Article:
Mark Driscoll, pastor of Mars Hill Church in Seattle, is facing new criticism over the claim that his church paid at least $210,000 in 2011 and 2012 to hire a marketing firm to help get his book, “Real Marriage,” on the New York Times best-seller list, among others.
According to World, a Christian news magazine, a document obtained by the outlet shows that Result Source Inc., a book marketing company, strategically designed a “a best-seller campaign” around the project, written by Driscoll and his wife, Grace.
In addition to the New York Times list, the document, reportedly signed Oct. 13, 2011 by Result Source staffer Mat Miller and Mars Hill Executive Pastor John Sutton Turner, is said to have included a pledge to ensure that the book made its way onto Amazon, Barnes & Noble and other popular best-seller lists as well.
World’s Warren Cole Smith called the details of the agreement “complicated,” noting that Result Source received $25,000 to mobilize “book buyers” who then purchased “Real Marriage” at various locations in an effort to “generate reportable sales for various best-seller lists.”
The report claims that Mars Hill paid for 11,000 books at the tune of between $18.62 and $20.70 each, adding up to a total of $123,600 for books bought by individuals and $93,100 for books bought in bulk.
It is unclear whether these funds came directly from the church.
The contract did reportedly ask the author to provide 6,000 names and addresses for individual orders and 90 names and addresses for the remaining bulk orders.
“The purpose of this instruction appears to be a way to outsmart systems put in place by The New York Times and other list compilers to prevent authors from buying their way onto best-seller lists,” World reported. “Result Source apparently uses other techniques to work around the safeguards of the best-seller lists.”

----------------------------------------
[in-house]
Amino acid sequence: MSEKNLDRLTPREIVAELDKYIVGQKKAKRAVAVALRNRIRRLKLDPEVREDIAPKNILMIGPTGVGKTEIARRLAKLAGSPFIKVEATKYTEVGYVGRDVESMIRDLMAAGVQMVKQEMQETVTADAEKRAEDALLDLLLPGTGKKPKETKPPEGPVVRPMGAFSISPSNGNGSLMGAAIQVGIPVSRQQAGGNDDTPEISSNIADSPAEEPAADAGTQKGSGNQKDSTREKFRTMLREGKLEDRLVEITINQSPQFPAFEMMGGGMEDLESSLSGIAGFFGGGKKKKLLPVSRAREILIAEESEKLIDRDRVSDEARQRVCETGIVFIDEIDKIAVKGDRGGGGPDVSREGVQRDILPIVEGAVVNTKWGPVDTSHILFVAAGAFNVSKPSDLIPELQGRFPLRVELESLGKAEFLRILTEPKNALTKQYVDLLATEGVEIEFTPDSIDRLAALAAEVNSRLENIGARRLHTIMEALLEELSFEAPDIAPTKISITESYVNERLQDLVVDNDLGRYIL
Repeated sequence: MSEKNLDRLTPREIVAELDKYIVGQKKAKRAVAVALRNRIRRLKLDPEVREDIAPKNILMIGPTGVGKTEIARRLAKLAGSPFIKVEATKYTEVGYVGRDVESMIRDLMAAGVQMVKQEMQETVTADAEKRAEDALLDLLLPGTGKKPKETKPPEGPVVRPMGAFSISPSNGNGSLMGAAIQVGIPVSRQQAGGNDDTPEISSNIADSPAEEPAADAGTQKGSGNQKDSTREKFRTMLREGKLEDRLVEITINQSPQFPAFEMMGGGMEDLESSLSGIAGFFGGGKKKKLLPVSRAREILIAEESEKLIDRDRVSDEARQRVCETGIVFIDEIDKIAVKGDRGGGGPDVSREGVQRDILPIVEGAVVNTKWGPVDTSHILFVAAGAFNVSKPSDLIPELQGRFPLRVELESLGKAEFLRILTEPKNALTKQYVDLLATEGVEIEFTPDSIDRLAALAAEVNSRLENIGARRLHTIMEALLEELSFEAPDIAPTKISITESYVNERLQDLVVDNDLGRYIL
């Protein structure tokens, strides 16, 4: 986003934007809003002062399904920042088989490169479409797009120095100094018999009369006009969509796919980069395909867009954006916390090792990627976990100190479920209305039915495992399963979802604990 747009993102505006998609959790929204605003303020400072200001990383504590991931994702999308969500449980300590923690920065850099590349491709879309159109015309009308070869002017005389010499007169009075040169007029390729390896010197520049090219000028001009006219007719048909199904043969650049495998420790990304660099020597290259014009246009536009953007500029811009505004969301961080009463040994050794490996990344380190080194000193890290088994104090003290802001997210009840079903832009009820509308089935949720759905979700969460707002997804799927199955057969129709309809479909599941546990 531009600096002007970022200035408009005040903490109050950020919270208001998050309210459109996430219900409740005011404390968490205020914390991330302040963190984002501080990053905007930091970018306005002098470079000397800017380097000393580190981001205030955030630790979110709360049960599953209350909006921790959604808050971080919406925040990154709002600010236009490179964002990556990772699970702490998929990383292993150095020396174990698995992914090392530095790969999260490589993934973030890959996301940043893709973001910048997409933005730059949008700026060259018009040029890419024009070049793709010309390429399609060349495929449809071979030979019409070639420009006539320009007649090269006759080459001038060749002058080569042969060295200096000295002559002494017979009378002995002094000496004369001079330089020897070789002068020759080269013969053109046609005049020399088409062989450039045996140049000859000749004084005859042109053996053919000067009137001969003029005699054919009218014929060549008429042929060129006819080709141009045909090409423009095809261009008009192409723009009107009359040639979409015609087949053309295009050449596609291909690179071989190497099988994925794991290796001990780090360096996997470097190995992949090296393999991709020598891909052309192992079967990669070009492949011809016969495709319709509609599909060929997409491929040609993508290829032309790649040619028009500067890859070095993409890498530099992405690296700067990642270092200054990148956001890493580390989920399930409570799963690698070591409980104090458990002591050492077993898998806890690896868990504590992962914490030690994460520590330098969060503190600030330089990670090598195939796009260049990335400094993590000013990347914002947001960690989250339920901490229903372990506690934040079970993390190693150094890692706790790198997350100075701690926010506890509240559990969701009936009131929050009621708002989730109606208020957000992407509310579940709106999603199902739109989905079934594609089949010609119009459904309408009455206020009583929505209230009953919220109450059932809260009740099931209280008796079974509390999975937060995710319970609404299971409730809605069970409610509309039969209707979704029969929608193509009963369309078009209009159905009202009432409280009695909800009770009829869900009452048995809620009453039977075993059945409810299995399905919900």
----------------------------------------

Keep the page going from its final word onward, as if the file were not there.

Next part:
“Real Marriage” did end up spending a week on the New York Times best-seller list, though it is unclear how much this purported arrangement impacted sales. While there is nothing illegal about the practice of implementing best-seller campaigns, Smith told TheBlaze that some view it as unethical, especially for a Christian pastor.
“What we’re talking about here is a quarter of a million dollars that apparently Mars Hill Church spent,” he said. “This is a very unusual practice … I think many people find the practice distasteful if not immoral.”
Smith said he was given the contract by past staff members and elders at Mars Hill Church, though he declined to name them on the record.
Mars Hill spokesman Justin Dean told World in an email that Mars Hill “has made marketing investments for book releases and sermon series, along with album releases, events, and church plants, much like many other churches, authors, and publishers who want to reach a large audience.”
“We will explore any opportunity that helps us to get that message out, while striving to remain above reproach in the process. Whether we’re talking about technology, music, marketing, or whatever, we want to tell lots of people about Jesus by every means available. That’s what we’re all about and have been since 1996,” Dean said. “Pastor Mark’s generosity has never been in question and both our board and senior staff [are] convinced that the church benefits both spiritually and financially from this writing ministry.”
Calls to Result Source went unanswered, though the company advertises best-seller campaigns on its website.
“What would a Bestseller do for your brand? Your business? Your future? Publishing a book builds credibility, but having a Bestseller initiates incredible growth — exponentially increasing the demand for your thought leadership, skyrocketing your speaking itinerary and value, giving you a national (even global) spotlight, and solidifying your author brand as the foremost leader in your niche,” a description reads.
This is not the first controversy to surround one of Driscoll’s books.
He was was cleared of plagiarism claims in last December by Tyndale House Publishers surrounding allegations over his latest book, “A Call to Resurgence: Will Christianity Have a Funeral or a Future?”
Featured image via @PastorMark’s Twitter account